Tuesday, July 19, 2005

Support Our Troops

I saw two documentaries on the Sundance Channel last night, Bush. Well, one and three-quarters, to be absolutely truthful: the second proved too long for my tired head. But they provided a searing study in contrasts, and I thought you should hear about them. I don't recall the titles, but that's not important. I'll just call them "the first" and "the second," because they came on in that order.

The first, then, was a hard, unsparing examination of the build-up toward your invasion of Iraq. Working chronologically, it took every one of the arguments you made for war and demolished them one by one, juxtaposing statements emanating from senior members of your administration with those of informed diplomats, CIA insiders, military brass, former high-placed government bureaucrats, men--almost exclusively!--of substance, authority, and standing, whose integrity seemed beyond question.

Arrayed against these voices were your own, Bush; your Cheney's; your Rumsfeld's; your Wolfowitz's; your Rice's; and--regrettably--your Powell's. He always seemed like a man of high probity, before he allowed himself to be shamelessly used before the Security Council of the United Nations. Propagandists all, you were, Bush, bent on selling your benighted adventure to the American people and the world at large. (You managed the feat at home, failed miserably abroad.) You spoke, all of you, with such absolute confidence and certainty; about Saddam's threat to our security (wrong!), his chemical and biological arsenal (wrong!), his association with terrorists and his involvement in the World Trade Center attack (wrong!), his acquisition of materials needed in the manufacture of nuclear weapons (wrong!) With the clarity of hindsight, we now know every one of these rationalizations to have been false: what you offered to the American people, as their elected President, was a continuous stream of half-truths, distortions, misrepresentations, and outright lies, in a deliberate, months-long assault on the truth to justify a war that we now see clearly to have been totally unnecessary.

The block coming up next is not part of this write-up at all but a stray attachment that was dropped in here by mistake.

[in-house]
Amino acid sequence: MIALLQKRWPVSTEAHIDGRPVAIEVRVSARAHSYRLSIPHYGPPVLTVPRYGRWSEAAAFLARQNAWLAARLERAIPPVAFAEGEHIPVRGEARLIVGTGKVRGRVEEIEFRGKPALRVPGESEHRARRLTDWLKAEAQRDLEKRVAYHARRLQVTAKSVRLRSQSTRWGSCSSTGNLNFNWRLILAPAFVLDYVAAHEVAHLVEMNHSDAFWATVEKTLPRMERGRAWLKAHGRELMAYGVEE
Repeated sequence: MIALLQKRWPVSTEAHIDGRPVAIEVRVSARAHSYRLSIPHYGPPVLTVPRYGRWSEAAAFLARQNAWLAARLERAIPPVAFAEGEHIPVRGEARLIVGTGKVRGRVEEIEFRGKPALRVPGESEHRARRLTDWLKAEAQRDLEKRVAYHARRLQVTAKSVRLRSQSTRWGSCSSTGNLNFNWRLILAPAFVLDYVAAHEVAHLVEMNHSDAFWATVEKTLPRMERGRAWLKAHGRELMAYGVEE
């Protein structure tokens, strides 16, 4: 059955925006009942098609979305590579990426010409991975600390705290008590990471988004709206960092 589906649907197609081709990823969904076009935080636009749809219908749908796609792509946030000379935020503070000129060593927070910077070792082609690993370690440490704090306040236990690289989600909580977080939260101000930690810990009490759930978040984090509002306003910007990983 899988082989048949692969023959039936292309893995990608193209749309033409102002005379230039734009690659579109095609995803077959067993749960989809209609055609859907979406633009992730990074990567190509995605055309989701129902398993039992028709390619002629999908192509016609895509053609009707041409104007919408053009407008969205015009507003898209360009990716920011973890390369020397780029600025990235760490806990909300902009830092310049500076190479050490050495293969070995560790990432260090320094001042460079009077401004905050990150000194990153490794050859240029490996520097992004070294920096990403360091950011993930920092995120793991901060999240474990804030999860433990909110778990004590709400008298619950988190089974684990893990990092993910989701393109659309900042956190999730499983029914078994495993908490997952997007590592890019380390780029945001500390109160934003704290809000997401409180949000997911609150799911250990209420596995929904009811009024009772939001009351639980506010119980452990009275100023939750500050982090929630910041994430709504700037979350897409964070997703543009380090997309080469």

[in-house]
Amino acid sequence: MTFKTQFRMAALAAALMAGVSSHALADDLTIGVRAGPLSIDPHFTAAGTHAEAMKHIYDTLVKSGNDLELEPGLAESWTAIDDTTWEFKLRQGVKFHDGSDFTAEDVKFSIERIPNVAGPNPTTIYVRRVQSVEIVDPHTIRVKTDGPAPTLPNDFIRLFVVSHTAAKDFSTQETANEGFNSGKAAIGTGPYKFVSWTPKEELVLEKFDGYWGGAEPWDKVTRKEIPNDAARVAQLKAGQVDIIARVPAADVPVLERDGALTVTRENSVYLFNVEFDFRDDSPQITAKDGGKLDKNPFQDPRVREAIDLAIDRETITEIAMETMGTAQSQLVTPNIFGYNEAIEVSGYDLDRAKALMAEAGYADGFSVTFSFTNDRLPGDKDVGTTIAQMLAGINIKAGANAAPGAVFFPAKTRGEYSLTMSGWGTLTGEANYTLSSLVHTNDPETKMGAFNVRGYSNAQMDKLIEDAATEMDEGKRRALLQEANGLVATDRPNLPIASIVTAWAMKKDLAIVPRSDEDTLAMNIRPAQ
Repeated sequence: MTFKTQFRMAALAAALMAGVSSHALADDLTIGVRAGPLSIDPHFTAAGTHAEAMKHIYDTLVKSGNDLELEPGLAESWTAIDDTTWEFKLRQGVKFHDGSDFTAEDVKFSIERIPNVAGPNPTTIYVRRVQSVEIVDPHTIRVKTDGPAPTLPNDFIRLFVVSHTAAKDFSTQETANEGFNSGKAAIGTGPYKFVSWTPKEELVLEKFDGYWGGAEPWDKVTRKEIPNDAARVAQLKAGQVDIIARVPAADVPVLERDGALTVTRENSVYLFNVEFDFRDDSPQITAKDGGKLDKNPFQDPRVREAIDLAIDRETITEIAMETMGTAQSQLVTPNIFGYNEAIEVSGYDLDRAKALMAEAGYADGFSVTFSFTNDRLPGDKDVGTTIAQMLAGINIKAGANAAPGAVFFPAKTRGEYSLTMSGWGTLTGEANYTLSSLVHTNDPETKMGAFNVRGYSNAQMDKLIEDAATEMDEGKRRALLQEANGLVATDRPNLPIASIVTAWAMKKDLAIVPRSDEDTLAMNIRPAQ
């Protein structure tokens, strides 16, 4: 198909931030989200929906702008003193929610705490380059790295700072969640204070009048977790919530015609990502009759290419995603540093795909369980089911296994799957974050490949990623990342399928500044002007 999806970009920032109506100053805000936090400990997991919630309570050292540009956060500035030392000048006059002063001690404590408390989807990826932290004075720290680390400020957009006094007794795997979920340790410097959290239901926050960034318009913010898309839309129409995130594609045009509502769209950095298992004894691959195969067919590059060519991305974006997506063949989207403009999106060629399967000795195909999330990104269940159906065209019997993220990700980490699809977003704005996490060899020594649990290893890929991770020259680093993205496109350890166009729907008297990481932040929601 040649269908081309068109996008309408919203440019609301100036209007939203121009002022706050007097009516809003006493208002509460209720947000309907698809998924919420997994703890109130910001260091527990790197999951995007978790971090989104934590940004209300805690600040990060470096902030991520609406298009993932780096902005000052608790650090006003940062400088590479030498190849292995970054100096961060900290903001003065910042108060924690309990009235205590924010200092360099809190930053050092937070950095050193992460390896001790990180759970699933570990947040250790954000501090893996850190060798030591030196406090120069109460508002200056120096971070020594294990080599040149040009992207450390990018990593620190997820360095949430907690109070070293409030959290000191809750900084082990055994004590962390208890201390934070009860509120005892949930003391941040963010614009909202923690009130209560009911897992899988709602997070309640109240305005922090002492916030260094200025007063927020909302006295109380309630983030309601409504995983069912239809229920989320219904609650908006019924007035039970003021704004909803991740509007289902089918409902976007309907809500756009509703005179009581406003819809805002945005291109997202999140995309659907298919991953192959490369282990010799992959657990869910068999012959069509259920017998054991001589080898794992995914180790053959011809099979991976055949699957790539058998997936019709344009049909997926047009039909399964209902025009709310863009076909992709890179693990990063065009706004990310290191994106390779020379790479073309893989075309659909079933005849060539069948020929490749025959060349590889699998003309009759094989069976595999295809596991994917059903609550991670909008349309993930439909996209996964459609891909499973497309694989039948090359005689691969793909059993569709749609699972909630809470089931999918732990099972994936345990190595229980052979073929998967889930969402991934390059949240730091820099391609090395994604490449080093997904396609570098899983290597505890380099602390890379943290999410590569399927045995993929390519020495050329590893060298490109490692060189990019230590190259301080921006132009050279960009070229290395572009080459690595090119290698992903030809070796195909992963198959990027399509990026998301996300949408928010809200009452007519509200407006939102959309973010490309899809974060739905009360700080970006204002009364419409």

And then, Bush, in deeply poignant contrast, there was the second documentary, this one a series of studies of young veterans returning wounded from your battlefield. I tell you, after watching those bald-faced lies, those prevarications, those cynical manipulations... the sheer, unpretentious, unembittered honesty of these men was overwhelming. Blinded, their bodies mutilated, they were simply occupied with adjusting to the inconvenience and getting on with the business of their lives. They recounted their experiences, describing the horrific causes of their wounds in plain-spoken, matter-of-fact language, speaking their truth with absolute honesty and complete absence of rancor or recrimination. Their courage in the face of unimaginable pain, their selflessness, their dedication to a cause they evidently believed in without question, their loyalty, even their patriotism--and you know my personal feelings about that word, Bush--were at once deeply moving and, well… uplifting.